November 20, 2009

LAFFERING ALL THE WAY TO THE BANK:

Notions of 'fairness' should not dictate fiscal policy (JIM O'LEARY, 11/20/09, Irish Times)

[T]he first point to make is that the State’s solvency must be paramount: a bankrupt state is no use to anyone, not least those who rely on it for their incomes. When solvency is threatened, fairness (even assuming that it could be objectively assessed) becomes a matter of second-order importance.

Beyond that, notions of fairness must cede some ground, if not priority, to considerations of what works best.

On this question, analysis of the large reservoir of experience in dealing with fiscal crises, accumulated by governments worldwide over the past four decades, is unambiguous: adjustments based on spending cuts are more effective and more likely to boost economic activity than those based on tax increases.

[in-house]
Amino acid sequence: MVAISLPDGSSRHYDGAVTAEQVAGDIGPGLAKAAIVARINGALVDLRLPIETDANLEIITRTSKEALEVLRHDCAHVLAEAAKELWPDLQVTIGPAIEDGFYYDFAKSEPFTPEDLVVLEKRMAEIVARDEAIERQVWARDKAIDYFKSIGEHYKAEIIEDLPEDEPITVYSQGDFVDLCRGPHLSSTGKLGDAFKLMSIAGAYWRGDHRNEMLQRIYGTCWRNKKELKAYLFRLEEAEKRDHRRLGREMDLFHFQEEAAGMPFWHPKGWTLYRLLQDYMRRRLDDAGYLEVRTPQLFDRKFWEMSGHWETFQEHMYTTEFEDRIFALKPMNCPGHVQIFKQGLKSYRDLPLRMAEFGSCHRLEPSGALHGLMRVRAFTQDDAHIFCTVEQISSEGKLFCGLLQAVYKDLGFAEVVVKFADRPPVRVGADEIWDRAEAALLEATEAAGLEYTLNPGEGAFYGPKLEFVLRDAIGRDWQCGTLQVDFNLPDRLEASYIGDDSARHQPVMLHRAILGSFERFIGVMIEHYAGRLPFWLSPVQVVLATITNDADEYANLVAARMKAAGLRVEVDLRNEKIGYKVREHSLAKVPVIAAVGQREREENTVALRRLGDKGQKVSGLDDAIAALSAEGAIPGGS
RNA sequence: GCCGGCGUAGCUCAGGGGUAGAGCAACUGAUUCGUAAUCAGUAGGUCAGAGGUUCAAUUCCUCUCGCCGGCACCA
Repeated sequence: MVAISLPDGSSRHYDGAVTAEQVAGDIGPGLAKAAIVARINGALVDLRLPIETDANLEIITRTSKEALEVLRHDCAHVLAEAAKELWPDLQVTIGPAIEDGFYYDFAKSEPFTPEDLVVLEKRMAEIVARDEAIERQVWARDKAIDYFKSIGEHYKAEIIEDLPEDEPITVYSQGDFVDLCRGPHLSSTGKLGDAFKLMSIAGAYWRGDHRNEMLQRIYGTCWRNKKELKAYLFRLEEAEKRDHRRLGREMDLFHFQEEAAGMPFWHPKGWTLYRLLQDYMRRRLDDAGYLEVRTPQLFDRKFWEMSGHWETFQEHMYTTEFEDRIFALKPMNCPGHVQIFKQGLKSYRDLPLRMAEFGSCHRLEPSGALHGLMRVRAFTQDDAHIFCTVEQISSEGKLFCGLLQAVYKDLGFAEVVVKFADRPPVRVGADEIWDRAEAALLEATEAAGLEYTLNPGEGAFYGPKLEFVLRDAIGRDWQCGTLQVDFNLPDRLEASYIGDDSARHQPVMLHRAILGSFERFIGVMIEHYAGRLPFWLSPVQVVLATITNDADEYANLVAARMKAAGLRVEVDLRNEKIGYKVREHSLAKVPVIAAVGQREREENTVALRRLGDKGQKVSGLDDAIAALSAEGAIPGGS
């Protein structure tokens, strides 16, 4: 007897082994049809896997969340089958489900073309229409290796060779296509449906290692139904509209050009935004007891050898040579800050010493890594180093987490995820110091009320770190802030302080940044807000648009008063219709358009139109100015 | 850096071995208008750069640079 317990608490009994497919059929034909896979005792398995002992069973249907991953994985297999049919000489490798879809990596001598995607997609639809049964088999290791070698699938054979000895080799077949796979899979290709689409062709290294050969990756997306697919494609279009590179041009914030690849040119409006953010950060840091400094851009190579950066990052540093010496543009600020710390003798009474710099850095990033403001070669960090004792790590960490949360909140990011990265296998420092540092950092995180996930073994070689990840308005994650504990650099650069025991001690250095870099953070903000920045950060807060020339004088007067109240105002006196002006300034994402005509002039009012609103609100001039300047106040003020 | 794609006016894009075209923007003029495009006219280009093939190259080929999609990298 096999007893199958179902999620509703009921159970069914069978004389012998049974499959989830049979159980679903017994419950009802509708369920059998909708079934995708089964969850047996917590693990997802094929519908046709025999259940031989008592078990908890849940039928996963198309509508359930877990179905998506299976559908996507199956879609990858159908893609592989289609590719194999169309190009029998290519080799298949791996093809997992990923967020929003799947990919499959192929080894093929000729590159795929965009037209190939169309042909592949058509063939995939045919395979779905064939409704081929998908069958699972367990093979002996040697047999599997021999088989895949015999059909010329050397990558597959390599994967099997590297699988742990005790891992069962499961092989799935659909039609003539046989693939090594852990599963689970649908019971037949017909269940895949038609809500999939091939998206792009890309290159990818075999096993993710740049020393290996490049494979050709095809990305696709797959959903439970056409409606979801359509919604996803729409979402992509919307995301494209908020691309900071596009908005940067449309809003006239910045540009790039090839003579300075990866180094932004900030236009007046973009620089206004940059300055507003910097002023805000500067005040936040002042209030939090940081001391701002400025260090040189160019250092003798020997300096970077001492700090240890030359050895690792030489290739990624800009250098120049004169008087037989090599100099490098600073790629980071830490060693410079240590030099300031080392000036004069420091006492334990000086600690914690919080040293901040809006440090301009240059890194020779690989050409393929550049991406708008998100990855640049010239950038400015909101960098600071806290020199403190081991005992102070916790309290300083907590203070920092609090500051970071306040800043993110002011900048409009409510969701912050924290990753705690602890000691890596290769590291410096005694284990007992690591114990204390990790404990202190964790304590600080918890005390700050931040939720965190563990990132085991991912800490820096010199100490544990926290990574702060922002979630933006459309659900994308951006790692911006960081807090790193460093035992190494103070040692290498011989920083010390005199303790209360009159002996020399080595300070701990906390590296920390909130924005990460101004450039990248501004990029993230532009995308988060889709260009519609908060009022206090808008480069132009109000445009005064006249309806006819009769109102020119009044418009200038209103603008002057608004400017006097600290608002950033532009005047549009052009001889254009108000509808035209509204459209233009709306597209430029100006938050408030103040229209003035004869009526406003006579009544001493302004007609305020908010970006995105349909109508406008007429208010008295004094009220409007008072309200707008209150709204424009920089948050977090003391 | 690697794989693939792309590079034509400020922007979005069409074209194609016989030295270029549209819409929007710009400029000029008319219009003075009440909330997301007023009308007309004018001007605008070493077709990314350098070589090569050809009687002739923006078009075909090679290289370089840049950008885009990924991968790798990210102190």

The large corpus of research on this question has recently been added to and its main conclusions reiterated by Harvard economists Alberto Alesina and Silvia Ardagna (Large Changes in Fiscal Policy: Taxes Versus Spending (October 2009)).

One of their findings is that successful and expansionary fiscal adjustments are associated with cuts in transfer payments, whereas unsuccessful and contractionary adjustments are associated with increases in transfers.

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Posted by Orrin Judd at November 20, 2009 6:54 AM
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